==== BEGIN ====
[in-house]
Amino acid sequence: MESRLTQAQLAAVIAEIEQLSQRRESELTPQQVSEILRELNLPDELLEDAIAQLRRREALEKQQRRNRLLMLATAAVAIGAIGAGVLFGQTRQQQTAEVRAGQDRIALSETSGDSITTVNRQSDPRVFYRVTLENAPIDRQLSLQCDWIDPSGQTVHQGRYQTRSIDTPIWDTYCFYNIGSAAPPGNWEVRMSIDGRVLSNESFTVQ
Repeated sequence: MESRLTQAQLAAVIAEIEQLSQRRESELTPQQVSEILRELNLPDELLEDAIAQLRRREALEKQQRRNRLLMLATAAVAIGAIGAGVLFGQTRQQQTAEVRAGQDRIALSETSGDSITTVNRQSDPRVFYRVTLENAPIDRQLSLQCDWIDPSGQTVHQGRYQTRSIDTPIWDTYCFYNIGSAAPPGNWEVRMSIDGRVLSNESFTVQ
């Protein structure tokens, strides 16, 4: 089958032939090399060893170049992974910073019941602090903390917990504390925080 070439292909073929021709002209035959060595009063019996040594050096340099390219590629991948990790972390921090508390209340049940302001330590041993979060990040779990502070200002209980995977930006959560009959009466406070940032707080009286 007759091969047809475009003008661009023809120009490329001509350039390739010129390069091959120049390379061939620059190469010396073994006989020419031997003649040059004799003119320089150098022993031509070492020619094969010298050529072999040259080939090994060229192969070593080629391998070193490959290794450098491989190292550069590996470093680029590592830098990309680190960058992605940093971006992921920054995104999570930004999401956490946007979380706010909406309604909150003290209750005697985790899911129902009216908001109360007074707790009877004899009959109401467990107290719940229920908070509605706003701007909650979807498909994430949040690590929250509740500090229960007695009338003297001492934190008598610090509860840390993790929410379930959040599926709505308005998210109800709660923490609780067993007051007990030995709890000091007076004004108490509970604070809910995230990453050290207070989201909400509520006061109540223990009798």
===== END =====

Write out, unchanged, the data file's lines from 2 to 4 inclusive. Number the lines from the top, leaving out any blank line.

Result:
Amino acid sequence: MESRLTQAQLAAVIAEIEQLSQRRESELTPQQVSEILRELNLPDELLEDAIAQLRRREALEKQQRRNRLLMLATAAVAIGAIGAGVLFGQTRQQQTAEVRAGQDRIALSETSGDSITTVNRQSDPRVFYRVTLENAPIDRQLSLQCDWIDPSGQTVHQGRYQTRSIDTPIWDTYCFYNIGSAAPPGNWEVRMSIDGRVLSNESFTVQ
Repeated sequence: MESRLTQAQLAAVIAEIEQLSQRRESELTPQQVSEILRELNLPDELLEDAIAQLRRREALEKQQRRNRLLMLATAAVAIGAIGAGVLFGQTRQQQTAEVRAGQDRIALSETSGDSITTVNRQSDPRVFYRVTLENAPIDRQLSLQCDWIDPSGQTVHQGRYQTRSIDTPIWDTYCFYNIGSAAPPGNWEVRMSIDGRVLSNESFTVQ
């Protein structure tokens, strides 16, 4: 089958032939090399060893170049992974910073019941602090903390917990504390925080 070439292909073929021709002209035959060595009063019996040594050096340099390219590629991948990790972390921090508390209340049940302001330590041993979060990040779990502070200002209980995977930006959560009959009466406070940032707080009286 007759091969047809475009003008661009023809120009490329001509350039390739010129390069091959120049390379061939620059190469010396073994006989020419031997003649040059004799003119320089150098022993031509070492020619094969010298050529072999040259080939090994060229192969070593080629391998070193490959290794450098491989190292550069590996470093680029590592830098990309680190960058992605940093971006992921920054995104999570930004999401956490946007979380706010909406309604909150003290209750005697985790899911129902009216908001109360007074707790009877004899009959109401467990107290719940229920908070509605706003701007909650979807498909994430949040690590929250509740500090229960007695009338003297001492934190008598610090509860840390993790929410379930959040599926709505308005998210109800709660923490609780067993007051007990030995709890000091007076004004108490509970604070809910995230990453050290207070989201909400509520006061109540223990009798």